SOLD FOR: $1100
Make: Hunter Arms Co., Inc.
Model: The Fulton
Serial Number: F199694
Year of Manufacture: 1942 (Pg. 120 of “L.C. Smith Production Records” by Stubbendieck)
Gauge: 12 GA, 2 3/4” Shells
Action Type: Top Lever Opening Boxlock Double Barreled Shotgun With Extractor
Markings: The top of the right barrel is marked “THE FULTON”, the top of the left barrel is marked “HUNTER ARMS CO. INC. M’F’R’S FULTON, N.Y. USA”. The barrel flats are marked with proof marks, the left flat is marked “199694”, the right flat is marked with a crossed cannon Ordnance wheel, flaming bomb Ordnance mark and “RLB” (Lt. Col. Roy L. Bowlin, Chief, Rochester Ordnance District). The top of the forend iron is marked “199694”. The water table is marked “F199694”, each side of the receiver is marked “FULTON” with light decorative engraving underneath. The inlet for the trigger guard on the bottom of the wrist is marked “19969 / 4”.
Barrel Length: 30″
Choke: Left: Full, Right: Modified, both fixed.
Sights / Optics: This shotgun has a brass bead fixed to the front of the rib.
Weight: 7 lb., 9.6 oz.
Stock Configuration & Condition: The stocks are two-piece checkered walnut with a splinter forend, round-bottom half-pistol grip, straight comb, and serrated black hard rubber buttplate. The forend has some scattered light compressions, drag lines and handling wear, mostly toward the rear. The buttstock has a repaired ship loss at the toe, scratches and marring along the belly, scattered light compressions, scratches, scuffs and spots of thinning finish with a few very small chip losses at the receiver. The buttstock has very slight play to the receiver. The checkering is well defined with light-moderate handling wear. The LOP measures 14” and 13 1/8″ from the fronts of the triggers to the back of the butplate. The plate has scattered light wear, in about Very Good condition. The drop at comb is 1 1/2″ and the drop at heel is 2 5/8″. The cast is about neutral. The stocks rate in about Good-Very Good overall condition as repaired.
Type of Finish: The barrels and trigger guard are blued and the forend iron, receiver and upper tang are case colored.
Finish Originality: Original
Bore Condition: The bores are mostly bright. There is some extremely faint erosion just forward of the chambers and at the muzzle. There is a shallow dent in the bottom-left of the left barrel approximately 10″ from the muzzle which is barely visible in the bore.
Overall Condition: This shotgun retains about 92% of its metal finish. The finish is very lightly thinning at most edges. The barrels have some scattered light marks, some very light handling wear over the forend and a small, shallow dent on the bottom-left of the left barrel approximately 10″ from the muzzle. The case-coloring in the receiver and forend iron is strong with light wear on the edges of the fences, the bottom of the forend iron, the front of the lever and the rear of the top tang. The lever and safety have light handling wear. The trigger guard has scattered light marks and wear. The screw heads range from sharp to lightly disfigured with useable slots. The markings are clear. Overall, this shotgun rates in about Very Good-plus condition.
Mechanics: The action functions correctly. The barrels lock solidly to the frame. Its safety engages automatically upon opening. We have not fired this shotgun. As with all used firearms, a thorough cleaning may be necessary to meet your maintenance standards.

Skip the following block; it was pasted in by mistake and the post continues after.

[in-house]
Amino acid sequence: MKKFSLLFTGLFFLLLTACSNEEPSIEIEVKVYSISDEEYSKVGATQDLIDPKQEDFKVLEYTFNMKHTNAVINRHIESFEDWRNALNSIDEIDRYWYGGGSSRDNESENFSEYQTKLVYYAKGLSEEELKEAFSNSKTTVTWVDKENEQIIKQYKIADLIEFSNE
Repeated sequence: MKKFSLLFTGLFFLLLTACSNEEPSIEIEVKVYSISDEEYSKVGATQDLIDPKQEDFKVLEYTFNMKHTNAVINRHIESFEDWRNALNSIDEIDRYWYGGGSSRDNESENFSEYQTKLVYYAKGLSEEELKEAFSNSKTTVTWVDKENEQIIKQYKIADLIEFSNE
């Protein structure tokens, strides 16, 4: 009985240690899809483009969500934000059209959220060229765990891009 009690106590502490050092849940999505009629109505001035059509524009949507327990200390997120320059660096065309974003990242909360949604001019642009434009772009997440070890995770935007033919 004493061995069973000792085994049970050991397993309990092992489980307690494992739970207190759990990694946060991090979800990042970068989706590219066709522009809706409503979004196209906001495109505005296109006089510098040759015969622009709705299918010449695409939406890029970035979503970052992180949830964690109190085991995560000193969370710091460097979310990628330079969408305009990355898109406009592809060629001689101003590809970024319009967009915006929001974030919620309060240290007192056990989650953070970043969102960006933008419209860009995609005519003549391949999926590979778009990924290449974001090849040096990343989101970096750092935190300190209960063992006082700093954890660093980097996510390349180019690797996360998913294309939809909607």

Box, Paperwork & Accessories: None.
Our Assessment: The history of the L.C. Smith firearms is quite interesting. L. C. Smith formed a partnership with L. H. Smith and W.H. Baker to manufacture a three-barrel gun in 1879. L. C. Smith took over the company in 1880 and in 1884 began manufacturing hammer shotguns. Smith became interested in a new-fangled invention called the typewriter, and sold the company in 1888 to John Hunter. Smith went on to form the Smith-Corona company and became a world leader in the manufacture of typewriters.
The L. C. Smith shotguns manufactured by Hunter Arms went on to become some of the highest quality shotguns made in the United States. This is a Hunter Arms Co. Fulton model boxlock double barrel shotgun, but it is no ordinary Fulton. From Stubbendieck’s book: “The Hunter Arms Company supplied shotguns to the military during WWII for training aerial gunners. Trainees were taught how to lead targets on the skeet range. These shotguns were shipped in 1942 and 1943 in several orders to the Rochester Ordnance District, Rochester, New York, and they have become known as the “Rochester Ordnance” Smiths. The serial numbers are between 197321 and 202813. Most were stamped with the flaming bomb ordnance mark” (L.C. Smith Production Records, P114).
Hunter Arms supplied a total of 2,228 guns with the majority being Ideal and Field grade sidelock guns (1,535) with a smaller portion being Hunter Special and Fulton guns (693). Of all the Hunter shotguns sold to the U.S. Military during this time, only 111 were 30″ Fulton models like this one. While trench and riot guns are the most recognizable military shotguns, the training shotguns served perhaps a more important role, training the gunners who would protect Allied strategic bombers in the European and Pacific theaters. While bomber aircrews suffered horrific casualty rates, they undoubtedly would be worse without the training of their aerial gunners. This is an intriguing and quite uncommon piece of WWII history and would make a fantastic addition to a military firearms collection. Please see our photos and good luck!